As international mainstream media has already started to lose interest in the revolt in Iran, we need to continue the fight for dignity and liberty, using the very thing that helped start it in the first place — social media.
The fate of Iran will be determined by the fearless women, men and children who have been standing up to the regime for decades — but this fight is not theirs alone. We cannot rely on governments or traditional media to win this revolution. And we must show solidarity and support, and never forget their sacrifices. For women. For life. For freedom.
Over the years, my sister and I have seen Iran fade in and out of headlines, usually framed around a political shift or the wrangling of a nuclear deal. Yet, we have also seen Iran from the inside.
We are successful entrepreneurs under the age of 30. We are women. And we are Iranian.
We grew up in the United States, after our mother left Iran in 1998 with us — then 5-year-old twins — in tow. A young woman herself, she wanted us to have the advantages we wouldn’t have been privileged to experience in Iran.
She had to run to another country to give us a chance at a better life, but she didn’t have the weapon that the current generation has to back their fight for freedom — the internet and social media. And it’s this current generation — the digital native millennials and Gen Zers — who are at the forefront of this new revolution.
These young people have grown up with and had their worldview shaped by the internet and social media. 96 percent of 18 to 29-year-olds in Iran use a form of social media despite heavy censorship, and it has led them to continuously ask the question, “Why do women in other parts of the world live with freedoms that I do not have?”
Social media has allowed young Iranian women a window into a life that could be — a life of freedom. They’ve been given something other than the disinformation spread by the government. They see girls their age at pool parties, career fairs, participating in #MeToo protests and living their lives on own their terms.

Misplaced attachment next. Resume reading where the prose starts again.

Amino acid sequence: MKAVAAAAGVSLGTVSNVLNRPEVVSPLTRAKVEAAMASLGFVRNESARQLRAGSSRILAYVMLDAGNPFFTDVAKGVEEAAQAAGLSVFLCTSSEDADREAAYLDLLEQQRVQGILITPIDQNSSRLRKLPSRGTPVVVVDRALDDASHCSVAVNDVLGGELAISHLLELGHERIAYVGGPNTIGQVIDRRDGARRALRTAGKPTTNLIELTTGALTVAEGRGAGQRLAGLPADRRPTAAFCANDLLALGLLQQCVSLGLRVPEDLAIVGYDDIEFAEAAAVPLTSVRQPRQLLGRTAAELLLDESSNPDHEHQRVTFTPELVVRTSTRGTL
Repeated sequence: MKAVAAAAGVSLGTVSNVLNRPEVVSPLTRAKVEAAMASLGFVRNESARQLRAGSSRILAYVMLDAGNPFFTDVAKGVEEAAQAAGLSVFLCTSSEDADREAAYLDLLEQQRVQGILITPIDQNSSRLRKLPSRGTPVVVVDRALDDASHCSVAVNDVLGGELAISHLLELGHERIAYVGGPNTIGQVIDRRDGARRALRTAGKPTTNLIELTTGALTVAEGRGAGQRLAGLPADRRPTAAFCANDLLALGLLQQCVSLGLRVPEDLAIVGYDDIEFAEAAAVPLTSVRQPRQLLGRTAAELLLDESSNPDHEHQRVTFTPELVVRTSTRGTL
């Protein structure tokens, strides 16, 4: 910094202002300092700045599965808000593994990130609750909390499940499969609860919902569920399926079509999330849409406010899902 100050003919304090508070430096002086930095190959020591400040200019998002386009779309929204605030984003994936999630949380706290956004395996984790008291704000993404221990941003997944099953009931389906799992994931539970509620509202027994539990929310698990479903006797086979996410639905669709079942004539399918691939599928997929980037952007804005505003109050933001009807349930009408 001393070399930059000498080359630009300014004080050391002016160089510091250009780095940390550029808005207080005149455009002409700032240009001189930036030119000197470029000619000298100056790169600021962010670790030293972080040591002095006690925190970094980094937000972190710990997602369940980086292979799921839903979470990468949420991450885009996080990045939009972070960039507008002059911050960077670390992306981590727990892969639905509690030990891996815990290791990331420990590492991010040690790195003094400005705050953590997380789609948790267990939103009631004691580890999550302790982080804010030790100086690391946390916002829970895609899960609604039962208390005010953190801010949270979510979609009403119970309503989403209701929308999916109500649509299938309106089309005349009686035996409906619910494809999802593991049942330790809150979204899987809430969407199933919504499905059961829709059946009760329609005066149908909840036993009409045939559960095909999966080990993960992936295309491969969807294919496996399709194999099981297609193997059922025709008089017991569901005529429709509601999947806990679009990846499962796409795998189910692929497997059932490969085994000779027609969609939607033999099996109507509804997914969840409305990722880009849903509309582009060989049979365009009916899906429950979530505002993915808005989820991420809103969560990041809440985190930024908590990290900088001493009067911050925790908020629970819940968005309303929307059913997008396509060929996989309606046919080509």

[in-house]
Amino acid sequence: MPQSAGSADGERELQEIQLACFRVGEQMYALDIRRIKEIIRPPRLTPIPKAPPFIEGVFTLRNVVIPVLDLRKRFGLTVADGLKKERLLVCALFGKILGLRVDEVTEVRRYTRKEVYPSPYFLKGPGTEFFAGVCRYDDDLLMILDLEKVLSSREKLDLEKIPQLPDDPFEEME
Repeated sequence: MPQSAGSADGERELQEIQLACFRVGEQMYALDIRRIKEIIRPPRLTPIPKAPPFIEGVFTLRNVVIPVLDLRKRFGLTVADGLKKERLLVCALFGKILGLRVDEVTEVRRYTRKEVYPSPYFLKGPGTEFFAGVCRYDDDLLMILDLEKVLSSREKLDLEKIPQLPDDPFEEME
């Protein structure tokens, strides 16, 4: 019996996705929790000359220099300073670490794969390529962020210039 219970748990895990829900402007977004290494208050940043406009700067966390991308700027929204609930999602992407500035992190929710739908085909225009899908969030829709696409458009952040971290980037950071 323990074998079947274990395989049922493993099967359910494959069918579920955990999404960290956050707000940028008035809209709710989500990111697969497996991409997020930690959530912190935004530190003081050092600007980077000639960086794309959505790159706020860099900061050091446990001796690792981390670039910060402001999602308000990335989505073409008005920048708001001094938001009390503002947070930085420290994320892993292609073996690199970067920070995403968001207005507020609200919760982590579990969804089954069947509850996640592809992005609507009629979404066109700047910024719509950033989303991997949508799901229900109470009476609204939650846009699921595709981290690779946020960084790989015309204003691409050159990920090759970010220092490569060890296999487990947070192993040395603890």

They see what women like my sister and I have been able to achieve, that it could easily have been any of them in our position, if given the chance.
Overall, 70 percent of STEM graduates and 60 percent of university graduates in Iran are women, yet only 15 percent of the workforce is female. Iranian women are extraordinary, but they are oppressed — and now, they’ve had enough.
A fire has long been burning in their hearts, but in September, that fire turned into an inferno, one so bright the entire world could no longer ignore. And now, through social media, everyone can see their strength, fortitude and determination.
Our sisters in Iran are no longer afraid of a government that has figuratively, and literally, thrown a veil over them for decades. This will not be another failed revolution.
A revolution begins from the bottom, a coup starts from the top. This isn’t a coup. It isn’t an emerging regime trying to replace another. This is the people claiming what’s rightfully theirs, to return Iran to its peaceful, loving and free-spirited people.
And they will not fail — not if we help keep their fire burning. Not if we make sure the efforts of the brave women and men in Iran are heard and felt across the world, nourishing and fortifying those who dare to take on the theocrats.
They will be painted as thugs and vandals as long as they continue to stand against the regime; some will be incarcerated and killed. And our task is to continue sharing the truth through social media. We must take on part of their burden, so they have the energy to keep going. We must be their voice when theirs grow hoarse, their legs when theirs weaken. We must help them keep hope alive.
When a fire rages so fiercely, it runs the risk of burning out, or blazing out of control.
It will take peaceful, strategic and consistent protest from the women, men and children of Iran to win this fight. And from the outside, it is up to us to amplify their voices, so those in power cannot silence them with censorship or quell them with violence.
It will take time. But they will see our solidarity, they will feel our love, and it will give them the strength to continue until the ropes that bind Iran have burned to ash.
We know how easy it is to think a problem has gone away simply because you don’t see it on the news, that “someone else has taken care of it.” Don’t fall into that trap.
We urge all who read this to pay attention. Keep talking to your friends and your community about what’s going on in Iran. Join and organize protests. Blog and vlog about protesters’ stories and their fight. Step out of your comfort zone to support the efforts of the Iranian people to win this revolution.
Prove that the hopes of Hadis Najafi, who was shot down by bullets as she protested, were not misplaced. Prove that the song of protest sung by Sarina Esmailzadeh, who died at the hands of the police, will not fade away once mainstream media stops reporting on it.
Prove that those who have been taken from us will not be forgotten.
Prove to those still fighting that this fire will not burn out.
Prove that this world supports Iran, loves women, cherishes life and values freedom.
Source » politico